Sunday, November 2, 2014

For Such a Time as This

I love the Book of Esther.  When I think of Esther, I think of patience, faithfulness, courage and diplomacy.  She used all of these traits to ultimately save her people.  She waited patiently on God, but when the time was right, showed great courage to fulfill His plan for her.  This is a difficult model to follow in today's world where we often feel we must "make things happen" in order to succeed.  When we fall short as students, spouses or parents, our self-esteem takes such a blow.  Its a difficult time to be a young girl or woman trying to find your way. 
For Such a Time as ThisThat is why I love author Angie Smith's new children's book for young girls entitled, For Such a Time as This. This Bible storybook brings to life forty stories of Biblical heroines like Esther, Mary Magdalene and Gomer with easy-to-read text and beautiful illustrations.  There are also summaries at the end of each story that "highlight the attribute of God to be learned and offer thoughtful reflections for both parent and child to takeaway."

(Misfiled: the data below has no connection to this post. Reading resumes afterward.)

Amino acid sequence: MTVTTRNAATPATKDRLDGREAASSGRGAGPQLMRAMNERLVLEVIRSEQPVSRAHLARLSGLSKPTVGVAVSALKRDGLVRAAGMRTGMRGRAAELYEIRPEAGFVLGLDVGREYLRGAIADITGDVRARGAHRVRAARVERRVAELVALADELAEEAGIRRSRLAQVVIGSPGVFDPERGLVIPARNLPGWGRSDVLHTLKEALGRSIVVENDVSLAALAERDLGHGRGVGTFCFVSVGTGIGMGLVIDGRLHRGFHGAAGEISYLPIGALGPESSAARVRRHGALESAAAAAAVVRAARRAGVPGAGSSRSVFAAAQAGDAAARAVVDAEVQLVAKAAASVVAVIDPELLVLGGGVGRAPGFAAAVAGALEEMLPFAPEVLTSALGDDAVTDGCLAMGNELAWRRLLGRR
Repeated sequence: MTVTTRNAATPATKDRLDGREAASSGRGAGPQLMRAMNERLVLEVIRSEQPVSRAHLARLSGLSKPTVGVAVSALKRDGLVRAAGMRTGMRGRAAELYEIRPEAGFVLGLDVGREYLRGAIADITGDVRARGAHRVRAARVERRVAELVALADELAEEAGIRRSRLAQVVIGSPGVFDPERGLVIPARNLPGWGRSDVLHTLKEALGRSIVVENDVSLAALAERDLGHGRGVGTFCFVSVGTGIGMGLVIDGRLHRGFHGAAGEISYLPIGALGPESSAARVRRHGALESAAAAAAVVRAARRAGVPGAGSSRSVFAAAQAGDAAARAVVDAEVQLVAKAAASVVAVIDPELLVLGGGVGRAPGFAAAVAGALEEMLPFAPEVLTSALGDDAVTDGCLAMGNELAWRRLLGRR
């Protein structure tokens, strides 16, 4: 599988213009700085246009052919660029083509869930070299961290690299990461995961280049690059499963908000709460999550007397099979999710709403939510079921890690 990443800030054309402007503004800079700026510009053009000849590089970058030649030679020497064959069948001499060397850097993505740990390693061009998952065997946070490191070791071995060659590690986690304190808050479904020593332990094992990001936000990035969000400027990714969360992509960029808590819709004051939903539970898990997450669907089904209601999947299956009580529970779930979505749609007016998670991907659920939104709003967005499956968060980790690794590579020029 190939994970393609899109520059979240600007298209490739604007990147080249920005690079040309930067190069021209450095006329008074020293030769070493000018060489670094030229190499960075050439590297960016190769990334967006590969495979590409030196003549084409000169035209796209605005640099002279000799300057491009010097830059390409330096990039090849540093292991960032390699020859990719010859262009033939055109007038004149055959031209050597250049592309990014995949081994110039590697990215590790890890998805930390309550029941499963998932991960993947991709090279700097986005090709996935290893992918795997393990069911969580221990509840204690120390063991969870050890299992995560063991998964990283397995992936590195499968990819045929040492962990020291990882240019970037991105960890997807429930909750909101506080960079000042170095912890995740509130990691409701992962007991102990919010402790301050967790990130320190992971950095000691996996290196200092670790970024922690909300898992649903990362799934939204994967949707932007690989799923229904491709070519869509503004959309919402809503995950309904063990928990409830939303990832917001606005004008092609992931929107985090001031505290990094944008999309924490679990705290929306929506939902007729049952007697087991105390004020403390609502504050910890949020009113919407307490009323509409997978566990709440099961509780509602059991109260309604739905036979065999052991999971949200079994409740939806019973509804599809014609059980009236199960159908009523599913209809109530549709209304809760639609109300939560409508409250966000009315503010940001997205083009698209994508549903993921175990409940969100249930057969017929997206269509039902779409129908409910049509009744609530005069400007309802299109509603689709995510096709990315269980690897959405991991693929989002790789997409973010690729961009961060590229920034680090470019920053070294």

I love the reflections in Esther's story.  Angie writes:

"Because of God's great power, we don't need to worry about our own weakness. When we step out in faith, choosing to believe that God is working through us instead of depending on us, we are free to live a life of courage. We don't have to be afraid that we aren't strong enough to do something or that we aren't big enough to take on challenges. Of course, we aren't strong or big when compared to God, but He is the One who carries our destinies.  When we think we can't do something alone, it isn't weakness; it's realizing the truth. God is in charge, and trust me, that's exactly how we should want it to be."